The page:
Castle Hill Press, 2016. First edition. Full leather. This is the first and limited edition of the first version of Seven Pillars of Wisdom intended for general publication. It was prepared in autumn 1922 by T. E. Lawrence and his literary mentor and friend, Edward Garnett, abridged from the 1922 ‘Oxford’ text. Fittingly, it was the final act of outstanding editorial scholarship and fine press publication by Lawrence’s official biographer, Jeremy Wilson (1944-2017) that rescued this text from oblivion.
This copy is hand-numbered “4” by Wilson on the limitation page and signed by Wilson at the end of the Introduction. Of a total edition of 227 numbered copies, only 45 were bound thus for subscribers, in full tan-orange goatskin (evoking desert sand) with raised spine bands, deep green morocco spine labels, double blind rule front cover border, head and foot bands, all edges gilt, folding map, facsimiles of original holograph and edited drafts, and frontispiece photograph of “T. E. Lawrence, Wejh, 1917”.
The strikingly beautiful “sleeping dagger” indigo endpapers bear special note; according to Wilson: “Among the designs I suggested for War in the Desert was a photograph of Lawrence's dagger and belt, lying on the ground. Our printer came back with this, to my surprise converted into a night-time image ("During the day he'd have been wearing it".)” The volume is housed in the publisher’s matching tan-orange cloth, velvet-lined slipcase. Condition is flawless, as-new.
Seven Pillars of Wisdom is the story of T. E. Lawrence's (1888-1935) remarkable odyssey as instigator, organizer, hero, and tragic figure of the Arab revolt against the Ottoman Empire during the First World War, which he began as an eccentric junior intelligence officer and ended as "Lawrence of Arabia." The saga of how Seven Pillars was written and published is tortuous.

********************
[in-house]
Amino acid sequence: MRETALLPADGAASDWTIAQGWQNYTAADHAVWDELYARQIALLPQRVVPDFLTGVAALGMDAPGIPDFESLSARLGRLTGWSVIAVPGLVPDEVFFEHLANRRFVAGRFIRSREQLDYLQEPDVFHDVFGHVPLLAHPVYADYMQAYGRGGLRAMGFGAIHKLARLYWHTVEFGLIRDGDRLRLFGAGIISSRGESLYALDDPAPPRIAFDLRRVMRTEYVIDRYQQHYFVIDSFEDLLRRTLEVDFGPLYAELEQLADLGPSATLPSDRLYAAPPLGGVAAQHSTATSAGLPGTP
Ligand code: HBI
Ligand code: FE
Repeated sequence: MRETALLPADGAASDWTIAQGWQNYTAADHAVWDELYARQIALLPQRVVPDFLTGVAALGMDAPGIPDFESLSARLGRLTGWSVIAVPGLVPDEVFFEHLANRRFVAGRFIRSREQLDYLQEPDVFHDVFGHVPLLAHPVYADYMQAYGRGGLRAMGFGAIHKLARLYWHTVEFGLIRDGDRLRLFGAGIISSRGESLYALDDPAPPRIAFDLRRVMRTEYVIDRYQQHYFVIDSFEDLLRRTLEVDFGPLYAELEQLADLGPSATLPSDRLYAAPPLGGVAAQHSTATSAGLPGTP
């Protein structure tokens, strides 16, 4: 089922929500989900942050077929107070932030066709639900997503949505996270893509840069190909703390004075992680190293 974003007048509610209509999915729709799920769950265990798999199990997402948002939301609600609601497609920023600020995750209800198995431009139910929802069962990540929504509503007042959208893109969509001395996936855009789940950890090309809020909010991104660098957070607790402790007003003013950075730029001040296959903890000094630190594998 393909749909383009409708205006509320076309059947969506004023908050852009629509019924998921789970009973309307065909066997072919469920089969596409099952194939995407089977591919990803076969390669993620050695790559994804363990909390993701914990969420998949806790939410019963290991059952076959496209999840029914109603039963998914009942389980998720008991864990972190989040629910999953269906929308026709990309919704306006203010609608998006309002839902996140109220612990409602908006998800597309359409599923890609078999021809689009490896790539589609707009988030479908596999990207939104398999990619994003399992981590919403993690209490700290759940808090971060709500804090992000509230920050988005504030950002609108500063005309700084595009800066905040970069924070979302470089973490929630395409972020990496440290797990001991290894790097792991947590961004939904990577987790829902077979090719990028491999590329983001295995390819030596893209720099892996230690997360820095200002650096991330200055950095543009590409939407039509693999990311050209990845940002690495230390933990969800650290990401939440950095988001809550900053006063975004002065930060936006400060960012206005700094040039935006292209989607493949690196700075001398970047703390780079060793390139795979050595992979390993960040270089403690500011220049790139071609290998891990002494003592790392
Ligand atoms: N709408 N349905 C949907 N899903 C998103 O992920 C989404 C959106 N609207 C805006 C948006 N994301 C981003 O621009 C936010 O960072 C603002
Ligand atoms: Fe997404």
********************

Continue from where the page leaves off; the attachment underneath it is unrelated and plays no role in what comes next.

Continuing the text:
Lawrence nearly completed a massive first draft in 1919, only to lose it when his briefcase was mislaid at a train station. This first draft was never recovered. At a fever pitch, Lawrence wrote a new 400,000-word draft in 1920. Lawrence followed this punishing burst of writing with equally brutal editing. In 1922, a 335,000 word version was circulated to select friends and literary critics - the famous "Oxford Text". George Bernard Shaw called it "a masterpiece".
In the autumn of 1922, Lawrence and Garnett prepared the abridgement published here. “Between them, they extracted from the many-sided complexities of Seven Pillars a richly observed travel book combined with a fast-moving adventure-story.” Lawrence thought well of it. Nonetheless, on Shaw’s advice, Lawrence canceled the abridgement “at a very late stage, when the completed draft was about to go to the publishers.”
It is difficult to understate the consequences for Lawrence; undoubtedly the book would have brought him financial security and acclaim. Instead, not until 1926 was a different, edited and abridged “Subscribers’ Edition” produced – a lavish edition of fewer than 200 copies that cost Lawrence far more than he made. To recover the loss, Lawrence finally authorized an edition for the general public - but one even further abridged and titled Revolt in the Desert. Only in the summer of 1935, in the weeks following Lawrence's death, was the Subscribers' Edition text finally published for circulation to the general public.
However, the fuller "Oxford Text" - a third longer than the shortened text which became so famous - would not be republished until 1997. And this first abridged version, War in the Desert – the first version prepared for the public and very nearly published in 1923 – remained unknown for more than 90 years. The text was used as bank security for financing for the 1926 Subscriber’s Edition and then subsequently held by Cape as security against advance royalties until the Revolt in the Desert abridgement was delivered. Nonetheless, it remained virtually unknown until this magnificent, long-overdue edition. Item #004088